I was thinking about not-writing, which is a special collection of behaviors called Really Uncomfortable Avoidance To Silence The Singing Muse, or RUTS for short. It is practiced by word gatherers of all kinds; novelists, playwrights, essayists, poets. Correction: actually, it’s the creative writers who engage in this behavior. Journalists and reporters have such a direct relationship with the words they use. Their cupboards are all organized and clean, with appropriate words just sitting there obediently on the shelves, waiting to be pulled down and used.

I was earnestly practicing not-writing behaviors, and when Poetry came around with her seductions, wearing her best evening wear and very unsensible shoes, I rebuffed her. “ Come out to play,” she purred, and I could smell her flowery breath, feel the temperature of her neck, her hair. “No,” I replied, “I’m much too busy doing laundry and running errands, answering emails and cleaning the tiny spots on the long striped carpet in front of the kitchen sink.” RUTS type stuff. “But you know this is The Way for you,” she said, “The path through the haze and towards the place where intentions meet commitment, where water flows clean and equanimity rides in on cool breezes to clarify the mental muck.”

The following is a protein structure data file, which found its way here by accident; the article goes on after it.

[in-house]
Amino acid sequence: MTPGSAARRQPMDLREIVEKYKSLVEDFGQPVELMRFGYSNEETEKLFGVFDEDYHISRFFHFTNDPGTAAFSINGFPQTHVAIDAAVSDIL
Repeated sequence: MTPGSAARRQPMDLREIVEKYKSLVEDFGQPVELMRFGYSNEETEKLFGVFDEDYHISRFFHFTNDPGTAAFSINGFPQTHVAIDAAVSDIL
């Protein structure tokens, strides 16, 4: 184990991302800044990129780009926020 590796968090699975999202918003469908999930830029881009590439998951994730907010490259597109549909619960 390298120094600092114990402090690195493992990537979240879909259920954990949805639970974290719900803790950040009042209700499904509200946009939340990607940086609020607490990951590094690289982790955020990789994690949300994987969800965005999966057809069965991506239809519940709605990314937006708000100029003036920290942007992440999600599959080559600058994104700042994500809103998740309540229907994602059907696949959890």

“ Poetry,” I sighed, “ I am busy worrying about my daughter, who has had a very rough four months. I am researching novel ways to help her, calling and Internetting and looking at books. She is my heart, and when her rhythm is off, I forget how to dance.”

Poetry leaned against the wall and just watched, listened. Her benign expression irked me. My defenses threw another brick or two onto the wall I imagined between us.

“ Besides, Po, I’ve begun my summer Yoga and Yogabilities™ classes, the latter in a new space on a new day. This takes planning, you know. I don’t have huge chunks of time lying around just waiting to be poemed upon.” I pushed out the last few lines in a gently accusatory manner. Poetry seemed impervious, letting my words bounce off her shimmery gown, which I then noticed was purple. My words got confused right out of their sentences. Some fell to the floor a few feet away from her, other made for the window and smacked into the glass, hard. Stunned, they joined their sad sentence family on the floor.